You dive in the Wal-Mart $5.88/$5.50 DVD bin at your own risk. I’ve bought those AMC Monsterfest 4 movies on 2 DVDs collections with the usual public domain suspects like The Terror, Carnival of Souls, The Brain That Wouldn’t Die, etc. on them. The image quality was even worse than I expected, and I had already lower those expectations as a seasoned burrower of cheap DVD bins.

I’ve seen Andy Griffith Show episodes with (probably) the same cheesy generic theme music on low-rent channels (like America One) that provide programming to small independent TV stations. I’ve seen black and white episodes of The Beverly Hillbillies and other classic and popular sitcoms also shown with the themes replaced. I was kind of curious if the ones for sale at Wally World would be like this, you confirmed my suspicions.

ANd WKRP reruns never seem quite the same with the replacement music. I have firm memories of the first song that Johnny played during the format change (although I don’t know the title) and the one played now is not it, just lacks the same musical punch.

They replaced Bono’s voice on the CD-release version of “The Garbageman.”

This was just a hypothesis. I have no idea why these episodes’ copyrights were not renewed.

This site lists and reviews DVD compilations of the 16 public domain Andys.

Thanks for the cite, mobo. I would have never believed it otherwise.

Wonder why they let season #3 slip out of copyright, and presumably not the rest of the episodes. There must be a story in there somewhere…

Probably a screw up. And some poor bastard is on the streets.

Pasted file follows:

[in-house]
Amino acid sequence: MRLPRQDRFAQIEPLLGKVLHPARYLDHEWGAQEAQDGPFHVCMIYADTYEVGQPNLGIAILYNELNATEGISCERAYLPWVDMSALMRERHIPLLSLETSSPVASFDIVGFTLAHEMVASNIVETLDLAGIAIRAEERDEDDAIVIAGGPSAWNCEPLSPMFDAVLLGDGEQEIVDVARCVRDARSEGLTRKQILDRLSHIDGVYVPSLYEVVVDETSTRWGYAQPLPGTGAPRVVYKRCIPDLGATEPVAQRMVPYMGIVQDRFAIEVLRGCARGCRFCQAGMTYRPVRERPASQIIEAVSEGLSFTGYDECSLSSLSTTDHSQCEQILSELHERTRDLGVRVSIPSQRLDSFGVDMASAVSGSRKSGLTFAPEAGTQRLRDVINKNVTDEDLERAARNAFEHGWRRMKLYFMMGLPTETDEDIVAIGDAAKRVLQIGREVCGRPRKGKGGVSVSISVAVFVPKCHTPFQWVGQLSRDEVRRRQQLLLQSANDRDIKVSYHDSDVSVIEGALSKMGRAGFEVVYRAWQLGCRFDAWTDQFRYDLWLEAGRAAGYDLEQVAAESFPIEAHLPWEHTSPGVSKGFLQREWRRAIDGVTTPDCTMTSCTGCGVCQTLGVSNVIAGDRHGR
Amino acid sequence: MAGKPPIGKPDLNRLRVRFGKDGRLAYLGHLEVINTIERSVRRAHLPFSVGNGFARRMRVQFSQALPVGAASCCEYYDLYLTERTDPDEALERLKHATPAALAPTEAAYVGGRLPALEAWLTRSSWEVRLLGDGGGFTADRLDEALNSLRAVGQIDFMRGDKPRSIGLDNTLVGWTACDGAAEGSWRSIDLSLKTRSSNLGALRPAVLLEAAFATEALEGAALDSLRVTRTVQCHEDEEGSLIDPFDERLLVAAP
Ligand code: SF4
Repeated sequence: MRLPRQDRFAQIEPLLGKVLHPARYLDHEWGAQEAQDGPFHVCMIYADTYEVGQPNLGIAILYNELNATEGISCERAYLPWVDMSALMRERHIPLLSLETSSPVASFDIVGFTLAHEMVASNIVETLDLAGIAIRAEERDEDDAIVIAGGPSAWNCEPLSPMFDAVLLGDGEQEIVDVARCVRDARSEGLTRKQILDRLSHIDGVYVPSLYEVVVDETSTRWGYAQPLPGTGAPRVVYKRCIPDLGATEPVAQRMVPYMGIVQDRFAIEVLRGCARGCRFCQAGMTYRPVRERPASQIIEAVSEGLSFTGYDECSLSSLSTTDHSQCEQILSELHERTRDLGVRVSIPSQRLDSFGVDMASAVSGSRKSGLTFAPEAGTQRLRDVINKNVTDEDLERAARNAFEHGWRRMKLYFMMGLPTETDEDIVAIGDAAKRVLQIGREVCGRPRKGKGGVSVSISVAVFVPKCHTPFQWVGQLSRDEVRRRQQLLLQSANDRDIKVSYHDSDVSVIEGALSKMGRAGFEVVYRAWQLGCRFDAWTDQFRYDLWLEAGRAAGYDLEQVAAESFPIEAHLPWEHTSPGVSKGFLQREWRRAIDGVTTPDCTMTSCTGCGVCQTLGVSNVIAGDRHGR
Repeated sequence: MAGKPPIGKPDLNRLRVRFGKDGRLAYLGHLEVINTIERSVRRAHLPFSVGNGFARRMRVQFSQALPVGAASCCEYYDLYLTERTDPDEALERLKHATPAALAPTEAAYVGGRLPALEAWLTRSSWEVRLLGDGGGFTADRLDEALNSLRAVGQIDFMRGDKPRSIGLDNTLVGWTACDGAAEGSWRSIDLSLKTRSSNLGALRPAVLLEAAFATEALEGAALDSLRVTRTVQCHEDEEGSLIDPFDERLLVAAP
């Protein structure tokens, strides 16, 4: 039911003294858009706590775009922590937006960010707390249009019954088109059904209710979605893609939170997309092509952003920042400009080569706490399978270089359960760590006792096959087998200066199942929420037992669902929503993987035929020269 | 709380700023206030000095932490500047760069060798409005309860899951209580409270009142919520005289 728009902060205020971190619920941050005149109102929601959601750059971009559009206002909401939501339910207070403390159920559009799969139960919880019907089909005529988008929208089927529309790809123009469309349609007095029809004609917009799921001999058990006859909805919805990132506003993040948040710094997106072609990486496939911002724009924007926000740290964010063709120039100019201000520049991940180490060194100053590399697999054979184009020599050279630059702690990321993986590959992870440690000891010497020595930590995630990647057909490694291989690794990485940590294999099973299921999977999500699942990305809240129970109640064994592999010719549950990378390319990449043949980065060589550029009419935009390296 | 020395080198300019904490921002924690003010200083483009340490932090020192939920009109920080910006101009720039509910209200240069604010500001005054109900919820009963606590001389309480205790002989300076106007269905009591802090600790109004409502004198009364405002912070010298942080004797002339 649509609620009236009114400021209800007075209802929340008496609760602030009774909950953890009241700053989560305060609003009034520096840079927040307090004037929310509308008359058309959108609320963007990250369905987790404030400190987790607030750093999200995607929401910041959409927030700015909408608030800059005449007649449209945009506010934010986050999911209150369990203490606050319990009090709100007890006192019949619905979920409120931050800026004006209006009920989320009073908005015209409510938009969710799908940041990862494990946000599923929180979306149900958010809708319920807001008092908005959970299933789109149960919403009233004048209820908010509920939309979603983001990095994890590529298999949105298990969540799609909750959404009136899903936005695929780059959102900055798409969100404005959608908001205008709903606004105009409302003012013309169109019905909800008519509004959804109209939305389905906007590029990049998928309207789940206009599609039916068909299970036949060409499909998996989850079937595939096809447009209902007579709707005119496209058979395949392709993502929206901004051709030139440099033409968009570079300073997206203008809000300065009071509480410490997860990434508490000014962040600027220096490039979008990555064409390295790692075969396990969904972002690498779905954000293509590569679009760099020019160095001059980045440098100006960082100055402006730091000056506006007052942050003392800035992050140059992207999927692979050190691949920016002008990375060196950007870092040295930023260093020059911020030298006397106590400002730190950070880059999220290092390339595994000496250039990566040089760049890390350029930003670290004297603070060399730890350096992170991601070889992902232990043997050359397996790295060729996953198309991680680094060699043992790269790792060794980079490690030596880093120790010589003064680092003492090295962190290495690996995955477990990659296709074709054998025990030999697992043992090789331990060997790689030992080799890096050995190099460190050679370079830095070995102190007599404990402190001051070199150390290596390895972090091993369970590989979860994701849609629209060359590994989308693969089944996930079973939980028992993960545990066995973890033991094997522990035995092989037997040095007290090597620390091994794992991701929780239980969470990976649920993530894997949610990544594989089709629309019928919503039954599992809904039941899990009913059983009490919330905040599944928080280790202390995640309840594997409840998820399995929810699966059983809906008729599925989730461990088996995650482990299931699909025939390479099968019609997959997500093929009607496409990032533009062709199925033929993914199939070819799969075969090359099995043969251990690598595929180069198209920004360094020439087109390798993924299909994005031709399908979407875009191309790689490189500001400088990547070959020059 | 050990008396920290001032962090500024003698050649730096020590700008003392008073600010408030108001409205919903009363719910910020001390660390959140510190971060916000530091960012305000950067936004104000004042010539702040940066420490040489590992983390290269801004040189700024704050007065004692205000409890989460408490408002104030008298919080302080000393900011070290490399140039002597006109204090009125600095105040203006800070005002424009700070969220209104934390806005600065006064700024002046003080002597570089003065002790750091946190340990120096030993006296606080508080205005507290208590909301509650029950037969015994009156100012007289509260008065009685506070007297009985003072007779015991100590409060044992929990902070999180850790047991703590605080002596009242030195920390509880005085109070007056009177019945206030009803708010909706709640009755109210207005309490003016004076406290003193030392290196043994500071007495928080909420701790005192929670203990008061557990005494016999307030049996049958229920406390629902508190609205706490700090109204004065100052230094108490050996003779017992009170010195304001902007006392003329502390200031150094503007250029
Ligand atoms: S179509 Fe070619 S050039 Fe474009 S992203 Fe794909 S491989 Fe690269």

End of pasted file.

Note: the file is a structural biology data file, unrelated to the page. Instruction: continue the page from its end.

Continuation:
For works originally published in the U.S. 1923-1963, the first term of the copyright lasted 28 years. Formal renewal of the copyright was required to enjoy the full 75 years (now extended to 95 years) of protection. For works 1964-1977, renewal for a second term was automatic. (These terms pertain to corporate copyrights, not those of individuals.)

I don’t know why Viacom’s lawyers remembered the renew the copyrights on Seasons 1 and 2 but not 3. One possibility: When the date on which the copyright was registered is different than the date in the copyright notice of the work (i.e., what year appears onscreen in the credits), the earlier date applies for the purpose of determining the copyright term. Perhaps someone in Viacom’s legal department made a clerical error by recording the copyright registration date on their calendar of future renewals instead of the checking the year on the episdoes’ copyright notices.

Television series were often not registered for copyright until prints of the episodes were put into syndication, as broadcast alone does not constitute publication. Sometimes the copyright was not registered until many years after the episodes’ initial broadcasts. Common law copyright protected the episodes until they were “published” by syndication.

Umm, no. That would be Earle Hagen

I believe that’s also Hagen whistling the tune, but don’t have time to search for a cite. Also uncorroborated by cite is that, while the song is often referred to as “The Old Fishin’ Hole”, the actual name is “The Theme From The Andy Griffith Show”.


Okay, a couple of cites from the good folks at The Andy Griffith Show Rerun Watchers Club


I was a bit off about the title.

I searched the TAGSRWC site and couldn’t find anything about the DVDs and the lack of original theme music.


Search using the word “copyright”:

By the way, I found more evidence to support my theory about how the copyrigts on the third season episodes expired. Not all the copyrights of the third season (1962-1963) expired — only those episodes that originally aired in 1963. The third season episodes that aired in 1962 are still under copyright.

I forgot to ask — 3Much, what do the copyright notices at the end of the episodes on the DVD say, Copyright 1962 or Copyright 1963?

Mother of god it would be nice if I was right about something just once. At least I can confidently assert that Mr. Griffith won many Tony awards for his portrayal of the bumbling Deputy Gomer Carter.